Last year in February, Professor Ian Taylor of the University of St Andrews passed away after a short struggle with cancer. Ian was a world-renowned scholar in the fields of African Studies, International Relations and Global Political Economy. Besides his remarkable academic achievements, Ian was an extremely passionate educator as well as a kind, humorous and supportive colleague and friend to many of us. This is a modest attempt to pay tribute to an inspiring intellectual and true friend of Africa.
Together with his twin brother Eric, Ian grew up on the Isle of Man, before the family relocated to West London where he spent his teens and would become a die-hard Brentford FC supporter – in his words a ‘100% local club’. Whilst there were few points of contact to Africa on the small Crown dependency in the Irish Sea, Ian, early on, developed an interest in Africa, as he heard stories from his grandmother whose parents had lived in South Africa, and where a large network of relatives still live.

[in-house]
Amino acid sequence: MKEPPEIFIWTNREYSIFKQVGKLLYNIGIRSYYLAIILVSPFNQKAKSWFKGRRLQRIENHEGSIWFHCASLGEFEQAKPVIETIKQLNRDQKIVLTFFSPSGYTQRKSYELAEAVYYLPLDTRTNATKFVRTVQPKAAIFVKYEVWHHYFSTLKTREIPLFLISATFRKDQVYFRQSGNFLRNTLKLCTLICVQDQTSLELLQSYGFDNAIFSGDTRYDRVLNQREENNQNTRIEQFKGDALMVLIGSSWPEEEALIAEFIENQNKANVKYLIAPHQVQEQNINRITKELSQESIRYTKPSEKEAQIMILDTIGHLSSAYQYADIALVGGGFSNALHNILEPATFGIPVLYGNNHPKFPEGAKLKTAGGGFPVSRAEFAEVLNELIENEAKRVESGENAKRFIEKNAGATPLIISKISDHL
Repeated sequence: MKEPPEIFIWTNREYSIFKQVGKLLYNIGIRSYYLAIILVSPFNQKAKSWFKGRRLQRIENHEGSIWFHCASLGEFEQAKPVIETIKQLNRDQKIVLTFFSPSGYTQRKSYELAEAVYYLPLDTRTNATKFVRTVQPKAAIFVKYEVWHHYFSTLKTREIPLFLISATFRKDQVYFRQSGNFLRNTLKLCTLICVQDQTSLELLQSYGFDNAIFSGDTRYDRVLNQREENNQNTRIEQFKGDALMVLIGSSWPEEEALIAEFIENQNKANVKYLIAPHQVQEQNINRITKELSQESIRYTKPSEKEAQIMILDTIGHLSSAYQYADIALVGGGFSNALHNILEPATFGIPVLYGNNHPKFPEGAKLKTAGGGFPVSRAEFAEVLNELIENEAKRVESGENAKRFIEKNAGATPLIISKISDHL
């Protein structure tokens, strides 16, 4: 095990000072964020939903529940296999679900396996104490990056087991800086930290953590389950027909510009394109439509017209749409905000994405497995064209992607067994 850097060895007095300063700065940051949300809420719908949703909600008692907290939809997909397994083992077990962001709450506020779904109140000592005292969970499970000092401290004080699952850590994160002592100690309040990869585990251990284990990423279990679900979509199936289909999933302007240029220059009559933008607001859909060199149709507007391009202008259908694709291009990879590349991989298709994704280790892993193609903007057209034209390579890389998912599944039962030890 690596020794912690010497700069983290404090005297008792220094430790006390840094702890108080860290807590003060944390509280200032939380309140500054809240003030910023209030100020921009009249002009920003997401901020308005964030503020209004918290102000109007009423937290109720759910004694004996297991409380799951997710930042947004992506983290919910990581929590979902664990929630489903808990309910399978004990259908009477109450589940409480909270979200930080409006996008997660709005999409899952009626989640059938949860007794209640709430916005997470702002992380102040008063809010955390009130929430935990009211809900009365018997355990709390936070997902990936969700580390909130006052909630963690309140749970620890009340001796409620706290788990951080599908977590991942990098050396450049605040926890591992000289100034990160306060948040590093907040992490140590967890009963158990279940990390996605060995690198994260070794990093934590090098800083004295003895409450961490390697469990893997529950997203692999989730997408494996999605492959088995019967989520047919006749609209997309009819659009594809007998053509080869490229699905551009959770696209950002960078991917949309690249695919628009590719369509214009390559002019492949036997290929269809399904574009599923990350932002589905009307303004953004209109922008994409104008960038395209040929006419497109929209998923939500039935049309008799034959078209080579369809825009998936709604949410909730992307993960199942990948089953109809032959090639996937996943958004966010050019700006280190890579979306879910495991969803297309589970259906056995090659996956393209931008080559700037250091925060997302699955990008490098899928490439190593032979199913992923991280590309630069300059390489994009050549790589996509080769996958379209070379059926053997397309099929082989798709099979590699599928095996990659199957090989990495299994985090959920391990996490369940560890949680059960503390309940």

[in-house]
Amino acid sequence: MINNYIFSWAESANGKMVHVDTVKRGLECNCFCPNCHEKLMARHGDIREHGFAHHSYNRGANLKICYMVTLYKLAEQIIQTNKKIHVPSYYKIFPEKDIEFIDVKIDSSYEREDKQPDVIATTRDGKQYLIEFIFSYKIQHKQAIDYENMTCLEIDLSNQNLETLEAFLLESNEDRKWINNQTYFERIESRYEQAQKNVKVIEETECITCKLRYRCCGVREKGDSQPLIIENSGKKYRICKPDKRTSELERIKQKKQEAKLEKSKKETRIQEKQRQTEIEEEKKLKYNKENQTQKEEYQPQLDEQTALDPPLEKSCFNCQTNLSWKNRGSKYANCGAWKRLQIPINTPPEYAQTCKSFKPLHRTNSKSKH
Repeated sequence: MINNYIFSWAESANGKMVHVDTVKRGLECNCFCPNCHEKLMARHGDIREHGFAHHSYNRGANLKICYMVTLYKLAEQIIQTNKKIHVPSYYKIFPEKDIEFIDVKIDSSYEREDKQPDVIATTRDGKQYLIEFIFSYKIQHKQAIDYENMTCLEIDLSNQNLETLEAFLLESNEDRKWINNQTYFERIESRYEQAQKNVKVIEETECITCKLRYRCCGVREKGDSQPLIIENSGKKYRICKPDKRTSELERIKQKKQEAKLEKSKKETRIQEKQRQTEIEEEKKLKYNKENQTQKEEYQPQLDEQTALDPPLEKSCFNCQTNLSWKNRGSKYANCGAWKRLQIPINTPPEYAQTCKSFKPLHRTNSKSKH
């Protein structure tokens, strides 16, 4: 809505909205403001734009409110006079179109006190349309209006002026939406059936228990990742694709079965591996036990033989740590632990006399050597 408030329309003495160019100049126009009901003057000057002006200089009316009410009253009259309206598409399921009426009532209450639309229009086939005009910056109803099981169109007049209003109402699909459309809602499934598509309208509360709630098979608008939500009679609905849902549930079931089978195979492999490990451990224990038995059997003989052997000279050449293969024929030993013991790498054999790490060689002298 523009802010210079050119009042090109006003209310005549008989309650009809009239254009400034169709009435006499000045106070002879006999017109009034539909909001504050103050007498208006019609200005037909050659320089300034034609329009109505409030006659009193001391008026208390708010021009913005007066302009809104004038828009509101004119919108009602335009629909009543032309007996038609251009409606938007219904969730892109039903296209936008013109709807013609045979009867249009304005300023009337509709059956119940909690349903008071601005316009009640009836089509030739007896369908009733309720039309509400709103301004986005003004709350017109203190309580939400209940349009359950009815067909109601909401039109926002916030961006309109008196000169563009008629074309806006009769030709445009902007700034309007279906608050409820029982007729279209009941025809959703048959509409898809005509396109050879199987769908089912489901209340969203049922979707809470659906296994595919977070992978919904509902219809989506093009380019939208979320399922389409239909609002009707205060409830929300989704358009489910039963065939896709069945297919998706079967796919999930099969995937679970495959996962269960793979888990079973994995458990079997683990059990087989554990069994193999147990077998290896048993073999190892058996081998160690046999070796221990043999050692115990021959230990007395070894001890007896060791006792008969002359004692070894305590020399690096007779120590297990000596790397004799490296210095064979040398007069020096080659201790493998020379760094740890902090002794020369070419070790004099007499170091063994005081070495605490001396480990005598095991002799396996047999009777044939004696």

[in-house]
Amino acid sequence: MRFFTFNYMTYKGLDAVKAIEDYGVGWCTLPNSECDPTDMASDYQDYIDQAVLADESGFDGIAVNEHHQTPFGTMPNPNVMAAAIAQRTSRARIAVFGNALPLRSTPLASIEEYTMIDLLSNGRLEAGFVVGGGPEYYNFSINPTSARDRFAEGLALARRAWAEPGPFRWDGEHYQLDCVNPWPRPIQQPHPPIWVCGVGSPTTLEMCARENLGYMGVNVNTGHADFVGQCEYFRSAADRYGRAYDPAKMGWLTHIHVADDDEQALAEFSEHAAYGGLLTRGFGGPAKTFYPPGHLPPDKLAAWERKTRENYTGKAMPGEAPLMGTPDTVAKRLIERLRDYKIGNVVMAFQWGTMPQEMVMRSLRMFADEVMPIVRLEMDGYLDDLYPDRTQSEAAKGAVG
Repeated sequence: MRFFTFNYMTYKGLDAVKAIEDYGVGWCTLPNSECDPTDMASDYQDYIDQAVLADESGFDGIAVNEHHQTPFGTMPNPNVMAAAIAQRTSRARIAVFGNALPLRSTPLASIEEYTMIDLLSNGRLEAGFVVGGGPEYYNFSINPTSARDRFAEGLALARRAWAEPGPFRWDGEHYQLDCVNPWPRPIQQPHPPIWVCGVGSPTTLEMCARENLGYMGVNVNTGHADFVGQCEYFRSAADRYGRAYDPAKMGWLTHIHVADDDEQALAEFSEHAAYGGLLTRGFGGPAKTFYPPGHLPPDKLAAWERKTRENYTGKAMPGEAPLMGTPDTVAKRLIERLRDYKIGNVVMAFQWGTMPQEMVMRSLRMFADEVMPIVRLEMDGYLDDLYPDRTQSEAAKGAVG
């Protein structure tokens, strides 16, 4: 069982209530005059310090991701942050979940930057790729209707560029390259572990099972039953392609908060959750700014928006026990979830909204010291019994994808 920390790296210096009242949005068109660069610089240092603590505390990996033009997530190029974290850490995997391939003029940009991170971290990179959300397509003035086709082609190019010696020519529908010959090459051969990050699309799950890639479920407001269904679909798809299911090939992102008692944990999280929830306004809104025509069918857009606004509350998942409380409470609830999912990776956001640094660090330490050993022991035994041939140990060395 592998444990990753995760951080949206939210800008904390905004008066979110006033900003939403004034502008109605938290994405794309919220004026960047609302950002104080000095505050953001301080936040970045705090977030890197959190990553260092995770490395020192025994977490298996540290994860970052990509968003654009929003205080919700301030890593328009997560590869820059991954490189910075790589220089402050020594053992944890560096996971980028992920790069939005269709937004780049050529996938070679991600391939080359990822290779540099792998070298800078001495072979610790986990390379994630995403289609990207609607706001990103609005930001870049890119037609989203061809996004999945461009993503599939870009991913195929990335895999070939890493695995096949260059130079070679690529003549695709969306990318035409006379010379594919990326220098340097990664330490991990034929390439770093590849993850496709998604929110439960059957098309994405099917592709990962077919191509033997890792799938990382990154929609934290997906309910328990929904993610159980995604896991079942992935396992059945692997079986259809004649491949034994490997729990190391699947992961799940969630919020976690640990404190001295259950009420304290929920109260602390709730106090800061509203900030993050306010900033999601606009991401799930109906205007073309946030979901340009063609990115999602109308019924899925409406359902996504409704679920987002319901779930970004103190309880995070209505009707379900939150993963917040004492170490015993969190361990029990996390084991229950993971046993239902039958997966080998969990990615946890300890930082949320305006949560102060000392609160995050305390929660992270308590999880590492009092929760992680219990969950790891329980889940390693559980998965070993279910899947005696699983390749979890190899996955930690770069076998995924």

After reading History and Politics at what was then the Leicester Polytechnic, Ian used a gap year in 1991-92 for his first travel to southern Africa – obviously at quite a formative time for the region. This trip clearly left a firm impression on him, as he would return to the region throughout his life. However, first he joined Jo, the love of his life whom he met in South Africa, when she took up Ph.D studies at the University of Hong Kong in 1994. Ian enrolled himself for a Master’s there. His 368-pages M.Phil thesis on China’s foreign policy vis-à-vis Africa laid the cornerstone for one of his research specialisations and arguably also for a new sub-discipline, China-Africa studies. One of his first academic articles, an output from his M.Phil research, was published in the Journal of Modern African Studies and has since been cited 357 times (Taylor 1998). Exactly 18 years later, Ian became co-editor-in-chief of this prestigious journal, together with Ebenezer Obadare.Read More »